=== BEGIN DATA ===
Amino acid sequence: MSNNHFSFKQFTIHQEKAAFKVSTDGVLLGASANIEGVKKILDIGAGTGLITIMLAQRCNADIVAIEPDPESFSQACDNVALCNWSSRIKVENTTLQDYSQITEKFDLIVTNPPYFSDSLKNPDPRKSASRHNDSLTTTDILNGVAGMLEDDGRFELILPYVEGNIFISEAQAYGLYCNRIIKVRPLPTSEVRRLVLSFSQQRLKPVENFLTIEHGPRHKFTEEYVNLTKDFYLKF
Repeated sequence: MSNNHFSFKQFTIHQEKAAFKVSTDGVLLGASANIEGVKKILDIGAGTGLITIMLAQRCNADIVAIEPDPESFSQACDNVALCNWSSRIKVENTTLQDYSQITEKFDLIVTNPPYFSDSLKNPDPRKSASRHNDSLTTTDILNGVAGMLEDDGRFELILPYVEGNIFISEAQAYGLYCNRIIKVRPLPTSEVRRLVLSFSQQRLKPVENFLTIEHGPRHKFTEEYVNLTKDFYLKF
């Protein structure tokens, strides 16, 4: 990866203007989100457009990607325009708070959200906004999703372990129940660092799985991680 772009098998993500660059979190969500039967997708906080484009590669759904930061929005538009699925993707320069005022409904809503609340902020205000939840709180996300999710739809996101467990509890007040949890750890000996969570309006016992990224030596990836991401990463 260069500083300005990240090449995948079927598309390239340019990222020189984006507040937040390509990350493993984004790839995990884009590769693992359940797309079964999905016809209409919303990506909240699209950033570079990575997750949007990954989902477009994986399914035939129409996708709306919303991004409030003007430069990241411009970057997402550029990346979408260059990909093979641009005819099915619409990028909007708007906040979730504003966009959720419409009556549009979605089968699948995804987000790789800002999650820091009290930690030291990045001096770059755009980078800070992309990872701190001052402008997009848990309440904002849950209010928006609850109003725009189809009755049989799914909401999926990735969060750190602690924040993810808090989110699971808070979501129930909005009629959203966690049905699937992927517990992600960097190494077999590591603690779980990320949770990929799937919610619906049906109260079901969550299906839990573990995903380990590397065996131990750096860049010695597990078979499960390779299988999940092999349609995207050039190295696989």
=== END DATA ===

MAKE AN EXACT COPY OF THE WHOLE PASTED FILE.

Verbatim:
Amino acid sequence: MSNNHFSFKQFTIHQEKAAFKVSTDGVLLGASANIEGVKKILDIGAGTGLITIMLAQRCNADIVAIEPDPESFSQACDNVALCNWSSRIKVENTTLQDYSQITEKFDLIVTNPPYFSDSLKNPDPRKSASRHNDSLTTTDILNGVAGMLEDDGRFELILPYVEGNIFISEAQAYGLYCNRIIKVRPLPTSEVRRLVLSFSQQRLKPVENFLTIEHGPRHKFTEEYVNLTKDFYLKF
Repeated sequence: MSNNHFSFKQFTIHQEKAAFKVSTDGVLLGASANIEGVKKILDIGAGTGLITIMLAQRCNADIVAIEPDPESFSQACDNVALCNWSSRIKVENTTLQDYSQITEKFDLIVTNPPYFSDSLKNPDPRKSASRHNDSLTTTDILNGVAGMLEDDGRFELILPYVEGNIFISEAQAYGLYCNRIIKVRPLPTSEVRRLVLSFSQQRLKPVENFLTIEHGPRHKFTEEYVNLTKDFYLKF
């Protein structure tokens, strides 16, 4: 990866203007989100457009990607325009708070959200906004999703372990129940660092799985991680 772009098998993500660059979190969500039967997708906080484009590669759904930061929005538009699925993707320069005022409904809503609340902020205000939840709180996300999710739809996101467990509890007040949890750890000996969570309006016992990224030596990836991401990463 260069500083300005990240090449995948079927598309390239340019990222020189984006507040937040390509990350493993984004790839995990884009590769693992359940797309079964999905016809209409919303990506909240699209950033570079990575997750949007990954989902477009994986399914035939129409996708709306919303991004409030003007430069990241411009970057997402550029990346979408260059990909093979641009005819099915619409990028909007708007906040979730504003966009959720419409009556549009979605089968699948995804987000790789800002999650820091009290930690030291990045001096770059755009980078800070992309990872701190001052402008997009848990309440904002849950209010928006609850109003725009189809009755049989799914909401999926990735969060750190602690924040993810808090989110699971808070979501129930909005009629959203966690049905699937992927517990992600960097190494077999590591603690779980990320949770990929799937919610619906049906109260079901969550299906839990573990995903380990590397065996131990750096860049010695597990078979499960390779299988999940092999349609995207050039190295696989």